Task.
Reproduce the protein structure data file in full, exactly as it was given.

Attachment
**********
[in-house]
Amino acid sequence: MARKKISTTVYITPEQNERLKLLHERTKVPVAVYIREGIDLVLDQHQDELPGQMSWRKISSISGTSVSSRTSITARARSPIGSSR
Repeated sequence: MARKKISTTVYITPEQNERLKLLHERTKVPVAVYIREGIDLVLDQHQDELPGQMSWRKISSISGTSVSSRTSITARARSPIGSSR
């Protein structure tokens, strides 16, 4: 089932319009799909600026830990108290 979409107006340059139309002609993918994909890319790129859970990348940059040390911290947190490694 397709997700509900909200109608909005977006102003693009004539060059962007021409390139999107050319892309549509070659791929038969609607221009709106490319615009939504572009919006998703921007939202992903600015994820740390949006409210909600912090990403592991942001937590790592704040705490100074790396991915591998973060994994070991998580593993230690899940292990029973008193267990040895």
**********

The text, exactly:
[in-house]
Amino acid sequence: MARKKISTTVYITPEQNERLKLLHERTKVPVAVYIREGIDLVLDQHQDELPGQMSWRKISSISGTSVSSRTSITARARSPIGSSR
Repeated sequence: MARKKISTTVYITPEQNERLKLLHERTKVPVAVYIREGIDLVLDQHQDELPGQMSWRKISSISGTSVSSRTSITARARSPIGSSR
């Protein structure tokens, strides 16, 4: 089932319009799909600026830990108290 979409107006340059139309002609993918994909890319790129859970990348940059040390911290947190490694 397709997700509900909200109608909005977006102003693009004539060059962007021409390139999107050319892309549509070659791929038969609607221009709106490319615009939504572009919006998703921007939202992903600015994820740390949006409210909600912090990403592991942001937590790592704040705490100074790396991915591998973060994994070991998580593993230690899940292990029973008193267990040895």